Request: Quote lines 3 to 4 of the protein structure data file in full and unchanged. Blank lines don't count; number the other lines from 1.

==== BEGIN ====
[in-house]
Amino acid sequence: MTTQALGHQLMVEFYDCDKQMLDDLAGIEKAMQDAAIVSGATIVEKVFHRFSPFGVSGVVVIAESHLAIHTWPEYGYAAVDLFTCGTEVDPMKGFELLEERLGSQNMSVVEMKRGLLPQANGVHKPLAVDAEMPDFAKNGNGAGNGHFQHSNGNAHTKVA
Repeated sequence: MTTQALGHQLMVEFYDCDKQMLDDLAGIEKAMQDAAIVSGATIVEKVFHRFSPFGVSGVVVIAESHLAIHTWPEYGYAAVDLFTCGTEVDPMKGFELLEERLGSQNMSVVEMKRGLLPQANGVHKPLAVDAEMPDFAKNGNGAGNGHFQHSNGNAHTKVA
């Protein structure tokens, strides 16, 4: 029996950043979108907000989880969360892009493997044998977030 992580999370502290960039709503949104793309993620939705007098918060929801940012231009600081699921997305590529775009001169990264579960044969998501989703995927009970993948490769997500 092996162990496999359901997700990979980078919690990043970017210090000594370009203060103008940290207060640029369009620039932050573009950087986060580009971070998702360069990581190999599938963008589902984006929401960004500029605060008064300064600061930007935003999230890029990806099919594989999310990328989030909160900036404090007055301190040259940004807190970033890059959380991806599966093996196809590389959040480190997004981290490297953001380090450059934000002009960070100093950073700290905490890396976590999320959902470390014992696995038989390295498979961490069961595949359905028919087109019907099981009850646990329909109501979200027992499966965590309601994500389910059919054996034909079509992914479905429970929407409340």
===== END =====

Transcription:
Repeated sequence: MTTQALGHQLMVEFYDCDKQMLDDLAGIEKAMQDAAIVSGATIVEKVFHRFSPFGVSGVVVIAESHLAIHTWPEYGYAAVDLFTCGTEVDPMKGFELLEERLGSQNMSVVEMKRGLLPQANGVHKPLAVDAEMPDFAKNGNGAGNGHFQHSNGNAHTKVA
């Protein structure tokens, strides 16, 4: 029996950043979108907000989880969360892009493997044998977030 992580999370502290960039709503949104793309993620939705007098918060929801940012231009600081699921997305590529775009001169990264579960044969998501989703995927009970993948490769997500 092996162990496999359901997700990979980078919690990043970017210090000594370009203060103008940290207060640029369009620039932050573009950087986060580009971070998702360069990581190999599938963008589902984006929401960004500029605060008064300064600061930007935003999230890029990806099919594989999310990328989030909160900036404090007055301190040259940004807190970033890059959380991806599966093996196809590389959040480190997004981290490297953001380090450059934000002009960070100093950073700290905490890396976590999320959902470390014992696995038989390295498979961490069961595949359905028919087109019907099981009850646990329909109501979200027992499966965590309601994500389910059919054996034909079509992914479905429970929407409340």